Your Kids The Dangers of Speaking to Strangers
Your children encounter
strangers each and every day of their life. Most people are harmless but
it is the minority that we must take seriously. It is important to remind
your children about the dangers of speaking to strangers and what to do if they
are approached by someone they do not know.
Explain what a stranger is to
Many times children think of
strangers as scary people who look different. It is important to explain
to them that strangers are ordinary people and that you can not tell by looking
at them whether they are bad or good. Remind them that a stranger is
anyone that your family does not know by name.
You must explain to them that
there are safe strangers and these include policemen, and firefighters.
Let them know safe places to go if they ever need help for instance: home of a
neighbor, a local store or restaurant, a post office or library.
How to handle dangerous
Talk to your children about
what to do if your child is approached by someone they do not know. Key
points to stress include:
Never approach a vehicle
of someone you do not know.
Do not talk to a person
that they do not know.
Always tell a responsible
adult what happened if they have been approached by someone.
It is OK to say "NO" to
adults if you do not know them.
Run away as fast as you
can and yell as loud as possible for help.
Never keep a secret from
Never listen if someone
tells you to disobey your parents or do something without permission
An adult, you do not
know, should never ask a child for help.
If you feel threatened or
uncomfortable in any way run.
An easy way for them to
remember this is "No, Go, Yell, Tell". If your children feels threatened
or uncomfortable they should say no, run away, yell loud and to immediately and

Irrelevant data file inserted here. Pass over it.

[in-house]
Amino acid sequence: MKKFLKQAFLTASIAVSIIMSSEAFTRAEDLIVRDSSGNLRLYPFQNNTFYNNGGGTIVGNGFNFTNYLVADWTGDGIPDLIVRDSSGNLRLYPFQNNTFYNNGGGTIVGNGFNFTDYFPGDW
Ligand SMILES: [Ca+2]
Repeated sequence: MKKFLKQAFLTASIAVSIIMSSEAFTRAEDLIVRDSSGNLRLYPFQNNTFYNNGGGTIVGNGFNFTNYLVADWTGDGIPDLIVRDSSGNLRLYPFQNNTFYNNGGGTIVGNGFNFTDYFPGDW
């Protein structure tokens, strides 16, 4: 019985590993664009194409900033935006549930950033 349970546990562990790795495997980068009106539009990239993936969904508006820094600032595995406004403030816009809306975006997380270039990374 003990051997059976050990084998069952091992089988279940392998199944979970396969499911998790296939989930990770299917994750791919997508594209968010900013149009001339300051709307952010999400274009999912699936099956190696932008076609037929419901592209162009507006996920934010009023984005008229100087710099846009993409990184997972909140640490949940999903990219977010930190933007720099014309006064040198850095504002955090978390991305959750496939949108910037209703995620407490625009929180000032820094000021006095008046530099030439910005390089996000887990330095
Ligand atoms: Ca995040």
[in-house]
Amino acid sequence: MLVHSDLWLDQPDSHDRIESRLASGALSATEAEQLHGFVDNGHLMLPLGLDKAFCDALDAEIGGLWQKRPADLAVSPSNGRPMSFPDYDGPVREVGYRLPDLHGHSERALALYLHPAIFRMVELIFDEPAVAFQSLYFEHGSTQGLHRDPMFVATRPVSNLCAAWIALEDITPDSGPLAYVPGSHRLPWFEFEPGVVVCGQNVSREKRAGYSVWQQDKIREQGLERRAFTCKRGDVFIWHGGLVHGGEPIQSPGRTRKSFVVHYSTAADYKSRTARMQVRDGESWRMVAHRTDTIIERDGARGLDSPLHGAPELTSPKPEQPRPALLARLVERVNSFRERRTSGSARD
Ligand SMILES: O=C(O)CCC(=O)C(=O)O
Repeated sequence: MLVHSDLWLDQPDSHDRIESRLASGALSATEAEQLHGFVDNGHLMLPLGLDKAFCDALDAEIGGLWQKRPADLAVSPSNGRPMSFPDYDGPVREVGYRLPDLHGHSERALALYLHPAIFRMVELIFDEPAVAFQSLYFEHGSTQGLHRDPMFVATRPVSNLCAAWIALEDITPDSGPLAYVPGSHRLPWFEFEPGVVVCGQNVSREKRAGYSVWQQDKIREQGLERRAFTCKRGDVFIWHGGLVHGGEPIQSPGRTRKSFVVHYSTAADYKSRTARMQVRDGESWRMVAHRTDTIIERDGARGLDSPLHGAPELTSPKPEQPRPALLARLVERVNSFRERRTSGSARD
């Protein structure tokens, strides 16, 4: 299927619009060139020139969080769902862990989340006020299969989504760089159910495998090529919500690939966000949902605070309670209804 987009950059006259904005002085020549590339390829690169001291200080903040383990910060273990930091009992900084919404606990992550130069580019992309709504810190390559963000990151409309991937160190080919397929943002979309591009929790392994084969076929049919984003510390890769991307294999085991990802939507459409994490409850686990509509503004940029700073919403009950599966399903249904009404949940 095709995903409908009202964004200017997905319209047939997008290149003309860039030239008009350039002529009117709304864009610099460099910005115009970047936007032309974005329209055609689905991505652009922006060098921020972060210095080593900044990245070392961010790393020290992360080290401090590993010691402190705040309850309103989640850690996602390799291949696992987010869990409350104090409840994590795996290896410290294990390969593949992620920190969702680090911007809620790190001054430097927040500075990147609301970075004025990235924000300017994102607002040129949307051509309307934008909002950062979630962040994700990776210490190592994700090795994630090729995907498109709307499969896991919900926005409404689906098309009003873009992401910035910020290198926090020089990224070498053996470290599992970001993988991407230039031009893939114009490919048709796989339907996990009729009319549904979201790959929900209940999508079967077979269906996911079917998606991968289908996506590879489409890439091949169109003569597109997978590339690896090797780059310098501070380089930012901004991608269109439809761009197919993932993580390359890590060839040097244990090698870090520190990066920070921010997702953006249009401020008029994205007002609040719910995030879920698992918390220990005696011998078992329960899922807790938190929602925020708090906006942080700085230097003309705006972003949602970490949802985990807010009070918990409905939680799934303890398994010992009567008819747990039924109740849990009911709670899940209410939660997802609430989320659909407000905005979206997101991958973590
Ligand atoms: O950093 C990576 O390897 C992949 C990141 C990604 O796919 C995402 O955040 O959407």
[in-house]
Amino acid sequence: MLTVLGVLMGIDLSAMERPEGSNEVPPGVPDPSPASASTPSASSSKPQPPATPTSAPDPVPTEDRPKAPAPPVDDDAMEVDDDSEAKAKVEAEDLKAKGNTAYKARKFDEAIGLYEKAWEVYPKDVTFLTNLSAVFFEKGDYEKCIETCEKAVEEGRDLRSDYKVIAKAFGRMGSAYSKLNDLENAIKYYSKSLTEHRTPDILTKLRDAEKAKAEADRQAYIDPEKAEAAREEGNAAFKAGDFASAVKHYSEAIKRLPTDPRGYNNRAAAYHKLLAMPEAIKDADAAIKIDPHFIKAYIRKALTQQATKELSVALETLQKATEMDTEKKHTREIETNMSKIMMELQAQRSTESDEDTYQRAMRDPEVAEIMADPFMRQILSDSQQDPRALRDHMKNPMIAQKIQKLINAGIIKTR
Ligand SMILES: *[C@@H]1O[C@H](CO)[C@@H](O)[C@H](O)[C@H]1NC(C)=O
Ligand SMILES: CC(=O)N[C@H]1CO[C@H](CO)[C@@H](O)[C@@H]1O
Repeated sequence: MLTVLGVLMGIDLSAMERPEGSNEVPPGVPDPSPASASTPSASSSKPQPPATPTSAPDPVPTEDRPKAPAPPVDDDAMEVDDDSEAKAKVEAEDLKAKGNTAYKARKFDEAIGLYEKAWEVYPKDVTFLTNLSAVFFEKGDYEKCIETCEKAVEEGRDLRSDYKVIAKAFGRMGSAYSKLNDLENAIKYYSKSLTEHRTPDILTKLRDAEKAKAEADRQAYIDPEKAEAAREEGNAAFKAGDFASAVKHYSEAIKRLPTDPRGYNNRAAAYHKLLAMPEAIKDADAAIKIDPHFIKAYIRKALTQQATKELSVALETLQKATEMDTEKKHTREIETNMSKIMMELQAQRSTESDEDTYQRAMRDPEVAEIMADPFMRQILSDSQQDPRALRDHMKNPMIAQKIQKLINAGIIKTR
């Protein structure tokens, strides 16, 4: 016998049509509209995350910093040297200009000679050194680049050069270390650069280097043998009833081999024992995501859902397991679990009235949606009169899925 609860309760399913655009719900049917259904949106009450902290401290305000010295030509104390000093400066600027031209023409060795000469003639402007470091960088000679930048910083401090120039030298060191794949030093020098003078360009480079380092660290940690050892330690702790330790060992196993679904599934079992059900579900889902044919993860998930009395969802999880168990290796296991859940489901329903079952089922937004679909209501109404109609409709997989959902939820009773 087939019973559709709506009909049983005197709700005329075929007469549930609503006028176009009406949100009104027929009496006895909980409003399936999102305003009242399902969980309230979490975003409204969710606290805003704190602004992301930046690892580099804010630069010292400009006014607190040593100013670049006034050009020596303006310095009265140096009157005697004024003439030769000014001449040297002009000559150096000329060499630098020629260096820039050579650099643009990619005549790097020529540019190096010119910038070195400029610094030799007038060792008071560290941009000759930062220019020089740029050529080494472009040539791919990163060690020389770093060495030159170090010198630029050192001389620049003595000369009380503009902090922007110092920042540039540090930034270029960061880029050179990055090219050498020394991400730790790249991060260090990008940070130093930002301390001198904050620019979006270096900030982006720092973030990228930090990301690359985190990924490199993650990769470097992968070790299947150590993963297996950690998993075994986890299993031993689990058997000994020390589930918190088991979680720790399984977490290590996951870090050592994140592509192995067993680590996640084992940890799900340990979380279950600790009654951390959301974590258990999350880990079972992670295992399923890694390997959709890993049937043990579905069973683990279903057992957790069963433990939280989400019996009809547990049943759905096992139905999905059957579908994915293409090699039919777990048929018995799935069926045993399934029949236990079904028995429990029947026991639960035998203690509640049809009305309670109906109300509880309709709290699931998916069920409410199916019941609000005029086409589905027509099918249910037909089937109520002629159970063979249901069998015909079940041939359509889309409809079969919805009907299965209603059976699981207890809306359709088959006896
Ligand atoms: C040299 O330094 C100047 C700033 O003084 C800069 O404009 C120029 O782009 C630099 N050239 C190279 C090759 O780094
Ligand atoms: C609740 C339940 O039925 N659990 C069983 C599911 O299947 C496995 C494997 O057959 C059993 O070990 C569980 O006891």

tell a responsible adult.
Equip your child with strategies
needed to keep them safe...
Every parent explains the
details of strangers to their children and you think that they understand. You
then see TV shows with hidden cameras, where they set kids up to see how they
would react in the situation with a stranger, and the kids fail. You
should take the time to role play with your children and help them come up with
a strategy to protect themselves in each scenario. Examples of a few
A man in a car holding a
piece of paper ask you child to come over and help him with directions.
A woman carry a dog's
lease approaches for help looking for her lost puppy.
A stranger in your
neighborhood invites your child to come in for some cookies she just baked.
An adult approaches your
child in the park and ask for help locating a soccer ball that went into the
They think they are being
followed home by someone.
A stranger in the mall
approaches and ask them if they would like to come for a free promotional
meal at the fast food restaurant in mall.
An adult that they know
says or does something to make them feel threatened or uncomfortable.
You talk to someone in a
chat room on the internet and they want to meet for ice cream.
Other ways to protect your
Know where they are and
who they are with at all times.
Talk to them about safe
places to play in your neighborhood and places to avoid. Set firm
rules regarding what they are allowed to do and what they can't do.
Teach them to follow
their instincts and run if they feel threatened.
Always have a buddy with
them if they are walking or riding a bike.
Play in a group not
Never be afraid to say no
if you feel threatened.
Stay in touch via cell
Keep important emergency
numbers posted and readily available for your kids. This includes
police, fire, work numbers, parent's cell phone number, and the number of a
neighbor and/or relative.
Be sure your children are
mature enough to handle the situation that you put them in.
For detailed information in
dealing with all types of safety issues with your children please visit the
National Crime Prevention Website.